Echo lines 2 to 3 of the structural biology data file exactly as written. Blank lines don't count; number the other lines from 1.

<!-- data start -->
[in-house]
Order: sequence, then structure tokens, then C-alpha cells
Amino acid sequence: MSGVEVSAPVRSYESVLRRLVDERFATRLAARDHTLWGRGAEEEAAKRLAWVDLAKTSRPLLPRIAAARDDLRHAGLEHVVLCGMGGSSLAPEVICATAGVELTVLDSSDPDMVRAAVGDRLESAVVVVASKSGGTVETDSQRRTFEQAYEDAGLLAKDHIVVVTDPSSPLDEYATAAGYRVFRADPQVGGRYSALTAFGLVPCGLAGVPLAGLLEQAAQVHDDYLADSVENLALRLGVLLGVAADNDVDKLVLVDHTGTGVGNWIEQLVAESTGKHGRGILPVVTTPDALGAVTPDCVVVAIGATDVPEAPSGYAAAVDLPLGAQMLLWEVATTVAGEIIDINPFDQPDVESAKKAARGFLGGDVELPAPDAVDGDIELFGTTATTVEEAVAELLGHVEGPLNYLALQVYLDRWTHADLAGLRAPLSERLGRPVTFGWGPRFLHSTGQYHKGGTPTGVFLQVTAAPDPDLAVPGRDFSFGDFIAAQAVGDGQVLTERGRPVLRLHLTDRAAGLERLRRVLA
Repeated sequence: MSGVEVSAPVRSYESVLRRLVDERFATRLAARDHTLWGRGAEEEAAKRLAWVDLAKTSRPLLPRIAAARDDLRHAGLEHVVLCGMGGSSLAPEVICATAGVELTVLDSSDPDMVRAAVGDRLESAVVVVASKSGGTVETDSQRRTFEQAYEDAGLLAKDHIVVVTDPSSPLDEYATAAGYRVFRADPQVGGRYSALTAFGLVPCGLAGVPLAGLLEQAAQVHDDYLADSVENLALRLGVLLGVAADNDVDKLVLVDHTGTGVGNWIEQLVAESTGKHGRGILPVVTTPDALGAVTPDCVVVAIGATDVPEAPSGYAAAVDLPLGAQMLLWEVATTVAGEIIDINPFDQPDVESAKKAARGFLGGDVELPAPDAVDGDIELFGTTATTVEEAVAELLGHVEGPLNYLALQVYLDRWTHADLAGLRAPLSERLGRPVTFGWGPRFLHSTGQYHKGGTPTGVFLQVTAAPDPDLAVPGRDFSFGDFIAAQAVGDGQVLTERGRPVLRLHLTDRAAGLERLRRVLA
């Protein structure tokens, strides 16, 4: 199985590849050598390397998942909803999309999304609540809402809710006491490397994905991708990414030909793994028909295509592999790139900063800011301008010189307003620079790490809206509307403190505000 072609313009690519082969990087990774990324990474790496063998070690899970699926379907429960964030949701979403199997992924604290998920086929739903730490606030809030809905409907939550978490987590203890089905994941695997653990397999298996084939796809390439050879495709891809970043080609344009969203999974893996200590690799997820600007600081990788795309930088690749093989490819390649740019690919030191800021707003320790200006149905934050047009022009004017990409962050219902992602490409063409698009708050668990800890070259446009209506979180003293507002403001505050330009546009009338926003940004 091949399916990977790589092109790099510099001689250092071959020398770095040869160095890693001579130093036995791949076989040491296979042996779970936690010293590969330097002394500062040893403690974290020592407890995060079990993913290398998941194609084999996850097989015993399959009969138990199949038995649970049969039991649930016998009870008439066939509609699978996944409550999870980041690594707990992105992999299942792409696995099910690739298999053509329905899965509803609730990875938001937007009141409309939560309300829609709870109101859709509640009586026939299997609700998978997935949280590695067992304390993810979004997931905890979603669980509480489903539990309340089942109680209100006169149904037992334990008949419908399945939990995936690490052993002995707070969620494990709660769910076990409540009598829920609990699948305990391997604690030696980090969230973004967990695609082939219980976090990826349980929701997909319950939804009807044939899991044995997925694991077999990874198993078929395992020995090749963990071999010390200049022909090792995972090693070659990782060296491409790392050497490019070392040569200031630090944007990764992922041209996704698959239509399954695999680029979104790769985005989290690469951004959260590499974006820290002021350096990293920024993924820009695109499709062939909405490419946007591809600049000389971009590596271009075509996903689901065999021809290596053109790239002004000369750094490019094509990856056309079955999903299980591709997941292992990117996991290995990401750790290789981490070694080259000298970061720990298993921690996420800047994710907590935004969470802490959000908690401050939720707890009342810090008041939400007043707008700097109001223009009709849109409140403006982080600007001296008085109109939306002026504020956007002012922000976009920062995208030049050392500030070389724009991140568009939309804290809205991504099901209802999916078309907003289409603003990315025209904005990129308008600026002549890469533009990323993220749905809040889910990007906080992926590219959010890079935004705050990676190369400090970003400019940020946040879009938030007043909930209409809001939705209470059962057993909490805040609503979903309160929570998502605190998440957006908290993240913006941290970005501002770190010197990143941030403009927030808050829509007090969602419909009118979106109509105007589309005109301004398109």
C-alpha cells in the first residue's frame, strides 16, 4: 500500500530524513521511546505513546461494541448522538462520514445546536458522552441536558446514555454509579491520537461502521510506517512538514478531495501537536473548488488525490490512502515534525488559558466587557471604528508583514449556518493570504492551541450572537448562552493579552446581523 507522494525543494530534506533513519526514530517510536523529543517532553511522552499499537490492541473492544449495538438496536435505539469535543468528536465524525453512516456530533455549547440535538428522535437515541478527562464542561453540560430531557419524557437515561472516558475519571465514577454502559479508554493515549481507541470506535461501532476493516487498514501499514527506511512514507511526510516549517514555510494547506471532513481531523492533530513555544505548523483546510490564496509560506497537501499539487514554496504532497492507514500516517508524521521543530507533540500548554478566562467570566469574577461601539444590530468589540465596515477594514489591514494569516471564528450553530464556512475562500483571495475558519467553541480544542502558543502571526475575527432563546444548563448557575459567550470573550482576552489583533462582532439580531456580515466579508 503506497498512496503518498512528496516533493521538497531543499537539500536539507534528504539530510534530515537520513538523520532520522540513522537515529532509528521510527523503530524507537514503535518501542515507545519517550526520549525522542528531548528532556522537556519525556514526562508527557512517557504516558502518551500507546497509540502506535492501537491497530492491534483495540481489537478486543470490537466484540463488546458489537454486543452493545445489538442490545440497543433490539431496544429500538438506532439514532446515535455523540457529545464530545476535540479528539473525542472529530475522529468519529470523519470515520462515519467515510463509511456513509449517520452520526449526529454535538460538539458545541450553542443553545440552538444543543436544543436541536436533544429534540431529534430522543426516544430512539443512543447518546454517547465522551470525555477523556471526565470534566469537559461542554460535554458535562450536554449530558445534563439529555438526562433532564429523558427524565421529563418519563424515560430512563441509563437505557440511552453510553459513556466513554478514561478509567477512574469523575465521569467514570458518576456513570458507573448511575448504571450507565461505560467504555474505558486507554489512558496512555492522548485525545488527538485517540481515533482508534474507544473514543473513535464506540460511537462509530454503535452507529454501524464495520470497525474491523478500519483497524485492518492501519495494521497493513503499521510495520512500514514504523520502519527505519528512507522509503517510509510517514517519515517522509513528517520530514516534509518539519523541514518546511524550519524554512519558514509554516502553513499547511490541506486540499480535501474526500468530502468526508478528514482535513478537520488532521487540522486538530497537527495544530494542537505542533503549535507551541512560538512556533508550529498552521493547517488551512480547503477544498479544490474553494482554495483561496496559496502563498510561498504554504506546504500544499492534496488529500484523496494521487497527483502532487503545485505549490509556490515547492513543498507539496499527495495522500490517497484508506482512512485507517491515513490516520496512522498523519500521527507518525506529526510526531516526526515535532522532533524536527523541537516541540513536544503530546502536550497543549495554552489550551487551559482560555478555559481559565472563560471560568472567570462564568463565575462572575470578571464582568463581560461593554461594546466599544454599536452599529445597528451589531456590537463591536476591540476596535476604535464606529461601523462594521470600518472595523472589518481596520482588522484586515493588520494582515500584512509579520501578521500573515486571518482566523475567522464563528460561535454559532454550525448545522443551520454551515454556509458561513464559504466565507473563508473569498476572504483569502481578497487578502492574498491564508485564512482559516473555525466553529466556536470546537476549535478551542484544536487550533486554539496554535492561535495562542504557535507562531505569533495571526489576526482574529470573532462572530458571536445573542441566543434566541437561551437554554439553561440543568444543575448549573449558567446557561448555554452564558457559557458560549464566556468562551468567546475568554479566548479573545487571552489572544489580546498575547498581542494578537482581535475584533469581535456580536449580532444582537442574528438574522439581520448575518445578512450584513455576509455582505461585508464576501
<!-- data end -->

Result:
Order: sequence, then structure tokens, then C-alpha cells
Amino acid sequence: MSGVEVSAPVRSYESVLRRLVDERFATRLAARDHTLWGRGAEEEAAKRLAWVDLAKTSRPLLPRIAAARDDLRHAGLEHVVLCGMGGSSLAPEVICATAGVELTVLDSSDPDMVRAAVGDRLESAVVVVASKSGGTVETDSQRRTFEQAYEDAGLLAKDHIVVVTDPSSPLDEYATAAGYRVFRADPQVGGRYSALTAFGLVPCGLAGVPLAGLLEQAAQVHDDYLADSVENLALRLGVLLGVAADNDVDKLVLVDHTGTGVGNWIEQLVAESTGKHGRGILPVVTTPDALGAVTPDCVVVAIGATDVPEAPSGYAAAVDLPLGAQMLLWEVATTVAGEIIDINPFDQPDVESAKKAARGFLGGDVELPAPDAVDGDIELFGTTATTVEEAVAELLGHVEGPLNYLALQVYLDRWTHADLAGLRAPLSERLGRPVTFGWGPRFLHSTGQYHKGGTPTGVFLQVTAAPDPDLAVPGRDFSFGDFIAAQAVGDGQVLTERGRPVLRLHLTDRAAGLERLRRVLA